While you’re in the hospital:
Bring your complaints to your doctor and nurses as soon as possible. Be as specific as you can and ask how your complaint can be resolved. You can also ask to speak to a hospital social worker who can help solve problems and identify resources. Social workers also organize services and paperwork when patients leave the hospital.
Contact your state’s Beneficiary and Family Centered Care Quality Improvement Organization (BFCC-QIO) for complaints about the quality of care you got from a Medicare provider.
You can submit a complaint to your BFCC-QIO for things like getting the wrong medication, having the wrong surgery or treatment, or getting discharged too early. Learn more about filing a complaint on Medicare.gov.
You can also find your BFCC-QIO by calling 1-800-MEDICARE (1-800-633-4227). TTY users can call 1-877-468-2048.
If you get an infection while you’re in the hospital or have problems getting the right medication, you can file a complaint with the Joint Commission . This group certifies many U.S. hospitals' safety and security practices and investigates complaints about patients' rights. It does not oversee medical care or how the hospital may bill you.
Visit Medicare.gov to find survey ratings from hospital patients about their care. You can compare information about a hospital’s performance against national averages for patient experiences, timely and effective care, complications, and more.
If you’re discharged before you're ready:
This is a big concern for many patients because sometimes insurers don’t approve long hospital stays. Talk to the hospital discharge planner (often a social worker) if you don't think you're medically ready to leave the hospital. The discharge planner will take your concerns to the doctor who makes this decision.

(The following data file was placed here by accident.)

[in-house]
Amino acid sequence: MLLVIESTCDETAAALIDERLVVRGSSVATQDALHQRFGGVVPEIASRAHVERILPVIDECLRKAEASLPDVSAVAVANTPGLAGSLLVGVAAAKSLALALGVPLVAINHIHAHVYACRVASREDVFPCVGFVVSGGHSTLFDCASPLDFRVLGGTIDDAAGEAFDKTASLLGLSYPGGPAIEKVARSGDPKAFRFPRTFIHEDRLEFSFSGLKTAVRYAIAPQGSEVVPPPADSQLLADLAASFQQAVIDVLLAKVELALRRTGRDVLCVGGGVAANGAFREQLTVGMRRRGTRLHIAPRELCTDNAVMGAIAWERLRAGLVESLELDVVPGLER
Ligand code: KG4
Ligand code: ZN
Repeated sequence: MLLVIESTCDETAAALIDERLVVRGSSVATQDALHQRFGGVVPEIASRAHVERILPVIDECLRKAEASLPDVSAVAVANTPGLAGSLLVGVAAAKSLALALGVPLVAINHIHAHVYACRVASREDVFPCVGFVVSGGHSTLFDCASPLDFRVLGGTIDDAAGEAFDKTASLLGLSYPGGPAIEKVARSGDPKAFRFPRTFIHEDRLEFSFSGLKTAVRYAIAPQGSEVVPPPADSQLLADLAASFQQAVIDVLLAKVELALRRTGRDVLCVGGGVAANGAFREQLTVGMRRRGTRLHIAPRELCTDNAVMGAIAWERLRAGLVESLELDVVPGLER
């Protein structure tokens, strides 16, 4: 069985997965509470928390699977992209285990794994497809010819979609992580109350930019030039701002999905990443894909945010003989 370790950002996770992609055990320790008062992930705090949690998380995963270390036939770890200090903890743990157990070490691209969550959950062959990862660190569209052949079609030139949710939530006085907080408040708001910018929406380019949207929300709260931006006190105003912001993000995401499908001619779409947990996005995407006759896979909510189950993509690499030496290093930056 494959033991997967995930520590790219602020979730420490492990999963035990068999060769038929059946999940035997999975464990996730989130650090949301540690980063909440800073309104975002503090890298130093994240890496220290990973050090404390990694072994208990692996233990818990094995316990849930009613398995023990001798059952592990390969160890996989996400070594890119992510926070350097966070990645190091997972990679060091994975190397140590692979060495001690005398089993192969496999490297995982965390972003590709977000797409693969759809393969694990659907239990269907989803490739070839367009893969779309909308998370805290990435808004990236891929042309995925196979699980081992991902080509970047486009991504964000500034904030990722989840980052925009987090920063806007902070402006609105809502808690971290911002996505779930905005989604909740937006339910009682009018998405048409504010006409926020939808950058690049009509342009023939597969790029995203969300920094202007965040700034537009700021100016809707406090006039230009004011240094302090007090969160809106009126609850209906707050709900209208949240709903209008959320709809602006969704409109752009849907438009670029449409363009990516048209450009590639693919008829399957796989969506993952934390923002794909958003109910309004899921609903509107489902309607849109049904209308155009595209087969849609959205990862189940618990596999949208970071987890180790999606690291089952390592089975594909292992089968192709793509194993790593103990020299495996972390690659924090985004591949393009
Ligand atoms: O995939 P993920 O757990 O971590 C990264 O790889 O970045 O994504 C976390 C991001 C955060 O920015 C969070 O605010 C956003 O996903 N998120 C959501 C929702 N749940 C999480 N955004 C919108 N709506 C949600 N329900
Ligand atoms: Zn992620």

If you’re covered by Medicare or by a Medicare-managed care plan, you can file an appeal about a discharge while you’re still in the hospital. You should get a form from the hospital titled "An Important Message from Medicare," which explains how to appeal a hospital discharge decision. Appeals are free and generally resolved in two to three days. The hospital cannot discharge you until the appeal is completed. Learn more about Medicare appeals.
If you don’t agree with your hospital bill:
First, ask your doctor or the hospital's billing department to explain the charges. Then, find out how the hospital handles complaints about bills and make your case. Changes to federal law may help protect you from surprise medical bills and allow you to dispute your bill. If you have Medicare and you don’t agree with your bill, you can file an appeal.
You can also call 1-800-MEDICARE about billing questions. Make sure you have the date of service, the total charge in question, and the name of your doctor and hospital. TTY users can call 1-877-468-2048
Even with this information, it isn’t easy to be as assertive in a health care setting as it is in an auto repair shop or restaurant. But it's a smart move that can help you get the quality care that you deserve.